23-Apr-2004 -- When we started thinking about where to go on our spring vacation, one of the places high up on the list was the Guggenheim in Bilbao, Spain. We also like to hike and kayak, both excellent pastimes in northern Spain. And since we have discovered the fun of visiting confluences, we thought we would like to visit one in Spain. Imagine our delight in learning that there was not only one, but TWO incomplete confluences in northern Spain (43N 002W and 43N 004W – the last two remaining onshore in Spain), with Bilbao sandwiched almost exactly between them! That settled the vacation question.
The first confluence we attempted in Spain was 43N 002W, located northwest of Pamplona in the rugged Sierra de Aralar, a region of wild limestone mountains, deep chasms, and dense oak forest. The posted unsuccessful attempt was very helpful. Even with a much more detailed map, it was clear that the road he had chosen – to the tiny village of Inza – was the best way to get close to the point. The end of the road in the village comes to 1.03 miles of the confluence; we knew that we would have to walk from there. Photo #2 shows the general area of our hike; we had just parked our rental car and were walking down the cart path in the foreground, then we set out over the really wet fields off to the right, heading almost due south. The going was sloppy, but only mildly uphill and over a couple of sheep fences – until we got to the .34 mile mark, the edge of the forested zone.
Topo maps seemed to indicate a more gradual slope going up the west side of the wall, and in any event, when we arrived at the site, a mountain stream in full spring rush (not visible behind the trees in the center of the photo) appeared to block access to the confluence point from the east. The next tenth of a mile took us up steeply thru scrubby trees and undergrowth, the ground littered with slippery lichen-covered rocks (did I mention it was wet?).
At the .24 mi. mark, we came out above the main tree cover. The rock face that had stopped the previous visitor was to our left (it is the gray and white cliff just to the right of center in the photo). We worked our way upward, using goat paths to traverse back and forth on an increasingly steep slope. Our first try ended at .19 mi. We were still at least 100 feet from the summit, and with the slippery and near-vertical conditions, it wasn’t possible to continue. (photo #8)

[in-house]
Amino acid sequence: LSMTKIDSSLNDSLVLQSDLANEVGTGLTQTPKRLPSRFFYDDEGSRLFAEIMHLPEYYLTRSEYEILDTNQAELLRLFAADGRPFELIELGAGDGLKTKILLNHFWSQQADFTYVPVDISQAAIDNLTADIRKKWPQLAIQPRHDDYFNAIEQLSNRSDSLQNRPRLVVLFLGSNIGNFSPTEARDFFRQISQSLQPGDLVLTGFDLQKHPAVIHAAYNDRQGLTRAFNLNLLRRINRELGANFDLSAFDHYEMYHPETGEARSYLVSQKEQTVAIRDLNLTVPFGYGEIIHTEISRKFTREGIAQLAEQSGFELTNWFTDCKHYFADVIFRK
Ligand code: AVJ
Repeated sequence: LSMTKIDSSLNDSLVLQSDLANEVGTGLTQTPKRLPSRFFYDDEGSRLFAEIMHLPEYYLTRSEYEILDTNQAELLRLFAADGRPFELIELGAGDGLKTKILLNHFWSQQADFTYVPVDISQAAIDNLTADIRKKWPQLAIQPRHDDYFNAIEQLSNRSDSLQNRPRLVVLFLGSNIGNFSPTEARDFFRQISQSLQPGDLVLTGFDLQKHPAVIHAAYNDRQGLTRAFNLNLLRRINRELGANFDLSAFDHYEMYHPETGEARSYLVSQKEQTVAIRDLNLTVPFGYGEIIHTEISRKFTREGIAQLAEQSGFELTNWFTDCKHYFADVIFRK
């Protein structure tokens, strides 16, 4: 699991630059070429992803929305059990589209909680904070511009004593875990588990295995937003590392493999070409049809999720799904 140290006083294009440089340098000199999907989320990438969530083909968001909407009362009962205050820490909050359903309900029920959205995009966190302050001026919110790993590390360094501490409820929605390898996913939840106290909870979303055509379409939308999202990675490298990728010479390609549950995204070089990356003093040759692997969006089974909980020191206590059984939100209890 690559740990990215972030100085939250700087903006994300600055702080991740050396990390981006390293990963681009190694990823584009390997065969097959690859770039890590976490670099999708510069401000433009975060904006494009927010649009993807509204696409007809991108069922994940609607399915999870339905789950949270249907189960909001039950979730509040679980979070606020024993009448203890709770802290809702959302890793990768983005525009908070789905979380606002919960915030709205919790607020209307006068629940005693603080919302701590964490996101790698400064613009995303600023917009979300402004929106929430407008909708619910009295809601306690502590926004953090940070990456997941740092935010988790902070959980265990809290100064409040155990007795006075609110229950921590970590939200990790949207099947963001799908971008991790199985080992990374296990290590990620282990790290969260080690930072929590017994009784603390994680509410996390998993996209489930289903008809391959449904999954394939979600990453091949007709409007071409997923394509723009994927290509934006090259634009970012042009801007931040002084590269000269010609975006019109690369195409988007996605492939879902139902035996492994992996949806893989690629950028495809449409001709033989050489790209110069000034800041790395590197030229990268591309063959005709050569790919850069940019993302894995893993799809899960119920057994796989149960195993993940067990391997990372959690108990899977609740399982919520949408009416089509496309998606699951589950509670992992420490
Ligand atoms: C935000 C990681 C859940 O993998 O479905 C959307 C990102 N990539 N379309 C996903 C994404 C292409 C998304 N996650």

So we backed-tracked to .22 miles, and Bill pulled our celebration feast out of his pocket (since we knew we were going to be climbing, it only amounted to a couple of pastries and a bottle of water) and sat down on a ledge at the top of the rock wall.
Disappointed at the thought of giving up and yet unwilling to risk serious injury for the sake of sport, I wandered along the ledge to the east. What had appeared, at first glance, to be a sheer grassy face turned out to have a broad (relatively speaking, of course) path. I followed it around the corner and the views disappeared. I called out to Bill – and we were off again! The path led to an isolated fold between several peaks. It didn’t exactly get EASY at this point, but it certainly became POSSIBLE. We followed the GPS across a steeply inclined ridge, dominated by brambles and sheep droppings – it led us back to a second fold in the mountains and up a steep grassy meadow. And there, on a fat newborn fern, lay the confluence point. The zeroes came up perfectly while the GPS stayed in my hand, but the second I put it down on the 45 degree slope, the numbers changed. Looking west is further up the hill; north and south show the slant of the mountainside; east is the open view across to the next peak eastward. (This shows on photo #2 as the peak on the left side.)
I can imagine that we might have been the first bipeds to reach this place. Obscured by the glare on the GPS screen is the altitude, 2370 ft. The entire trip up took 2 hours; down took 1 ½ -- for a total horizontal journey of just over 2 miles as the crows flies.